James Applewhite, Hearing 'Southern Voices' In the wake of two hurricanes, the airwaves are filled with voices of people not often heard in the national media. These are the people who inspired poet James Applewhite many years ago to write "Southern Voices," a poem with a new resonance.
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James Applewhite, Hearing 'Southern Voices'

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James Applewhite, Hearing 'Southern Voices'

James Applewhite, Hearing 'Southern Voices'

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DEBBIE ELLIOTT, host:

For the past few weeks, the airwaves have been filled with the voices of people not often heard in the national media. They are the same people who inspired poet James Applewhite many years ago to write "Southern Voices." Today, that poem seems to have a new and poignant resonance. We came upon it in a new anthology of Applewhite's work and asked him to the studio to read it aloud.

Mr. JAMES APPLEWHITE (Poet): (Reading) `"Southern Voices." If you understand my accent, you will know it is not out of ignorance. Broom, sage and wind has curved this bent into speech. This clay of vowels, this diffidence of consonantal endings murmurs defeat, caught like a chorus from family and servants. This is the hum of blessings over the meat your cavalry spared us, echoed from a aunt's bleak pantry. This colorless tone like flour patted onto the cheeks, this poor white powder to disguise the minstrel syllables lower in our register from a brown-faced river. If it sounds as if minds were starved, maybe fatback and beans, yams and collards weighed down vitamins of wit. Lard-marred speed left wet-lipped dullards in cabins by cotton.

`But if bereft of the dollars and numbers, our land's whole breath stirs with its Indian rivers; our cleft-palate waters for smoke of the soul, a pungent of pigs the slaves learned to burn in pits by the levee. This melon round of field and farmer, servant turned tenant, longs for a clear pronunciation but stutters the names of governors, Klan and cross-burnings, mad dogs and lynchings.

`So ours is the effacing slur of men ashamed to speak. We suffered on drenchings of honeysuckle odor, love for our brother race, which below the skin is us, lust projected past ego onto this shadow other. So we are tongue-tied, divided, the first to admit face to face our negligence and ignorance of self. Our musical tone of soul syllable, penchant for the past tense, hair-lip contractions unable to be one.'

ELLIOTT: "Southern Voices" by James Applewhite.

Mr. Applewhite, when did you write that?

Mr. APPLEWHITE: I wrote it in 1985. I was preparing to give a talk on the poet at home in the South for a convocation of Southern writers in Baton Rouge, as a matter of fact. I was thinking toward New Orleans, which I planned to visit, I was thinking about Southern writers I admired, but then I was also thinking about my own accent and feeling a little diffident and a little defensive about it.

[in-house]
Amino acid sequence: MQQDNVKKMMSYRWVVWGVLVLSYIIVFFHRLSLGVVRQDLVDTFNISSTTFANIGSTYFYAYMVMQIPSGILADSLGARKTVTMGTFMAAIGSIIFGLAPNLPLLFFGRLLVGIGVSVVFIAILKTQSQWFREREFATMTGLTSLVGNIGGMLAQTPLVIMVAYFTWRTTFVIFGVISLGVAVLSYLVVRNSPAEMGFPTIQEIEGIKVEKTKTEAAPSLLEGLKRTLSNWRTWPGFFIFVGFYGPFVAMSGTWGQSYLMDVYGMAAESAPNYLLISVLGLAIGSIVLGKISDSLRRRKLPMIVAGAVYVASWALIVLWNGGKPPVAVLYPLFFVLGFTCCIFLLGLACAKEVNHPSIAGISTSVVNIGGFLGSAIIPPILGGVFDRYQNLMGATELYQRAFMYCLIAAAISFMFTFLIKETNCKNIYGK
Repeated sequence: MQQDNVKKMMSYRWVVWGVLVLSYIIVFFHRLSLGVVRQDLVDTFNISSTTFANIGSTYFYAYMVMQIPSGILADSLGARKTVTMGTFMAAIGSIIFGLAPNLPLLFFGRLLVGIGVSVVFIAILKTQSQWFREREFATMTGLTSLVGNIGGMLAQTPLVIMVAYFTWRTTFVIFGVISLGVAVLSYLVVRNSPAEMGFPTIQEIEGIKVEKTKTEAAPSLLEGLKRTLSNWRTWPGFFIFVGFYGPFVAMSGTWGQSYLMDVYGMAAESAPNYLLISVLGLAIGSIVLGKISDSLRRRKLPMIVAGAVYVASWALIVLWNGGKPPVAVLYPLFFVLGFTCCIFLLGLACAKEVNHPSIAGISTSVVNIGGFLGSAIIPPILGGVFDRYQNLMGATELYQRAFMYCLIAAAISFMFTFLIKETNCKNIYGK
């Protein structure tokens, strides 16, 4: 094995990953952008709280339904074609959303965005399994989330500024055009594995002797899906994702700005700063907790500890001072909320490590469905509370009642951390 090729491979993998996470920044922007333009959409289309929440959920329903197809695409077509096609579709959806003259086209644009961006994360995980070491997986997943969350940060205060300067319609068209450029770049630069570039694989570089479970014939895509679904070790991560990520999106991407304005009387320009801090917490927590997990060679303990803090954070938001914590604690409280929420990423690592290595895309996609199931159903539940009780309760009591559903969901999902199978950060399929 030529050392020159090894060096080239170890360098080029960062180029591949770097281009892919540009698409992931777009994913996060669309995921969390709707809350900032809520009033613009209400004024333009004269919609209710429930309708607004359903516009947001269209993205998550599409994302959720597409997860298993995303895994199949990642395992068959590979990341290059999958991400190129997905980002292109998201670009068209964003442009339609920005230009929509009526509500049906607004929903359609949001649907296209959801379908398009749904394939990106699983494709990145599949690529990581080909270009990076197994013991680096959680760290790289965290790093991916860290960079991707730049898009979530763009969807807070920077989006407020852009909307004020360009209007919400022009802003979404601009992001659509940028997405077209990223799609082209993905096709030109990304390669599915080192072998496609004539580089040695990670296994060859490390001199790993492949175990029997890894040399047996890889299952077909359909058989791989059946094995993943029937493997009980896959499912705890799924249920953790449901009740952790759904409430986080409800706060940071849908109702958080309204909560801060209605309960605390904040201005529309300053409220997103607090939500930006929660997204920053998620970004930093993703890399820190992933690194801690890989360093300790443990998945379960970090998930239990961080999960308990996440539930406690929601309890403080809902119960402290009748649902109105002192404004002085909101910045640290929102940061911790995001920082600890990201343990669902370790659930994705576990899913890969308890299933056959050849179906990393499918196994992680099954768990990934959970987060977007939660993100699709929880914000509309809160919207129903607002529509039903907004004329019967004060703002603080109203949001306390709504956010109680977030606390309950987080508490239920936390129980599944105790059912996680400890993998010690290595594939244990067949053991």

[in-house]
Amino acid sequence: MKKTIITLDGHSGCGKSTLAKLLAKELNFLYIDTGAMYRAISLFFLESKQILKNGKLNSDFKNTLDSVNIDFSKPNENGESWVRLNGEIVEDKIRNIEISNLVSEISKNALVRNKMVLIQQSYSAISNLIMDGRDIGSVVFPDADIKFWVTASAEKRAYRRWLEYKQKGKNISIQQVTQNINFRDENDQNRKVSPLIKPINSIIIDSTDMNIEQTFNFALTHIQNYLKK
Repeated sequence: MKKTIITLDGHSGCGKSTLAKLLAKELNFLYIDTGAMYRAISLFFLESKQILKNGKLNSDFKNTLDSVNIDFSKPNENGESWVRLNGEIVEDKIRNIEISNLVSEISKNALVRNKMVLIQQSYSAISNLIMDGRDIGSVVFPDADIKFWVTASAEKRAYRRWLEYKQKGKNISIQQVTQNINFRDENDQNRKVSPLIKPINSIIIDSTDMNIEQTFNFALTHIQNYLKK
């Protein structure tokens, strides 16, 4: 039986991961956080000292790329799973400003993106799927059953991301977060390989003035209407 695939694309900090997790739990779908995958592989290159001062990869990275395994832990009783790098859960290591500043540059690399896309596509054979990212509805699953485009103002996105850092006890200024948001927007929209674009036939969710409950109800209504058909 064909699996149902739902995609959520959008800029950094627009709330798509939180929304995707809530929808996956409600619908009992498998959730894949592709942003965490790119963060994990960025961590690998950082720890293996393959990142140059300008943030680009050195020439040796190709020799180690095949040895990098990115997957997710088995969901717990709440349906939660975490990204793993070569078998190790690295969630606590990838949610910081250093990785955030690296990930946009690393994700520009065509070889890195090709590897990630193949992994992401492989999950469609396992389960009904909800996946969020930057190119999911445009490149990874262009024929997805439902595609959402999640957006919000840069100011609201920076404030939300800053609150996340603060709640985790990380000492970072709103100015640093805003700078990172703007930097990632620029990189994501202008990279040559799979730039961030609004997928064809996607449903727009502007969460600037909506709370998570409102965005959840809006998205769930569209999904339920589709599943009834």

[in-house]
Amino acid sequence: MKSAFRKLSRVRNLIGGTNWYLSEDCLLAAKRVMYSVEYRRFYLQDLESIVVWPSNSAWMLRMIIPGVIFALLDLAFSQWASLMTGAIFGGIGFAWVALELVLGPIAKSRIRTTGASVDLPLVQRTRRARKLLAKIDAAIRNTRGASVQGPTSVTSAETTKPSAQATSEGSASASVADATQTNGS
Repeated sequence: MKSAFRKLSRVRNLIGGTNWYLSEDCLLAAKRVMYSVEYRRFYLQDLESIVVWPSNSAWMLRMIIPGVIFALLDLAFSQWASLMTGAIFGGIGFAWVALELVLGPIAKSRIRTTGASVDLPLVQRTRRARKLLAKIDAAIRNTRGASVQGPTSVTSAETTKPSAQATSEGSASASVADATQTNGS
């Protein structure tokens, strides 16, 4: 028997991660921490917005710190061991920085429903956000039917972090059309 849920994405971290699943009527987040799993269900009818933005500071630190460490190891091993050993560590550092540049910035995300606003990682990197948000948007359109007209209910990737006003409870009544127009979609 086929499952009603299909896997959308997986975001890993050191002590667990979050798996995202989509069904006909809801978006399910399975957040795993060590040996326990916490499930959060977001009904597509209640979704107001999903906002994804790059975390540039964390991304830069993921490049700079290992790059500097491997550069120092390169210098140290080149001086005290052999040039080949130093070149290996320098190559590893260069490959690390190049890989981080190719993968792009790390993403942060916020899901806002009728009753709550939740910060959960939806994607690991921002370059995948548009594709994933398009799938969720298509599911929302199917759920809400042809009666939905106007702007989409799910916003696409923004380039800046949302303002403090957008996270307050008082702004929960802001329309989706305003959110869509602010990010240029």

As I was working on the essay, suddenly there came into my mind the memory of this voice I'd heard in a restaurant near an interstate highway, a Northern person whose voice cut like a knife through the butter of our Southern voices. I simply started writing the poem, and it came out rhymed.

ELLIOTT: Why do we feel funny about the way we talk sometimes from the South?

Mr. APPLEWHITE: Oh, well, that, to some extent, has changed. We've had enough Southern politicians and presidents and so on and many other speakers. But in my day, when I was growing up in eastern North Carolina, it was often taken automatically as a sign of ignorance, of backwardness, if you spoke with a Southern accent.

ELLIOTT: As our nation has been struggling to understand what happened in the aftermath of Hurricane Katrina, race has been a big part of that conversation. I'm curious now when you read aloud this poem, does it sound different to you?

Mr. APPLEWHITE: I'm amazed at how timely it sounds. I think the greatest sadness I feel is that the things I said in 1985 are immediately applicable now, that so little has changed.

ELLIOTT: I'd like you to talk a little bit about this line toward the end, `Love for a brother race, which below the skin is us, lust projected past ego onto this shadow other.'

Mr. APPLEWHITE: I'm suggesting in the poem that this thing that I symbolize by a cleft palate that waters for--the pungence of pigs the slaves learned to burn in pits by the levee--this is a division in the Southern psyche, a division between white and black, between owners and formerly owned, and that the whole Southern voice, the whole lyricism that wants to come out is impeded by this cleavage.

You know, I'm using the trope voice, the idea voice, as meaning something much wider, a cultural outlook, a cultural attitude. So when I say `stutters the names of governors, Klan and cross-burnings,' I mean that the voice of the South can't really say those things with a clear conscience. It's impeded by knowing that they're there in a kind of underworld, like what I call a brown-faced river, and that in a sense, the poem suggests a great deal more self-knowledge on the part of the Southern voice is necessary if it's to be one harmonious tone, if it can be a harmony looking toward the future.

ELLIOTT: James Applewhite's poem is called "Southern Voices." It's included in a new anthology of his work from the past 30 years called simply "Selected Poems." He spoke with us from member station WUNC in Chapel Hill.

Thank you, Mr. Applewhite.

Mr. APPLEWHITE: Thank you.

(Credits)

ELLIOTT: That's ALL THINGS CONSIDERED from NPR News. I'm Debbie Elliott. call. Linda Gradstein, NPR News, Jerusalem.

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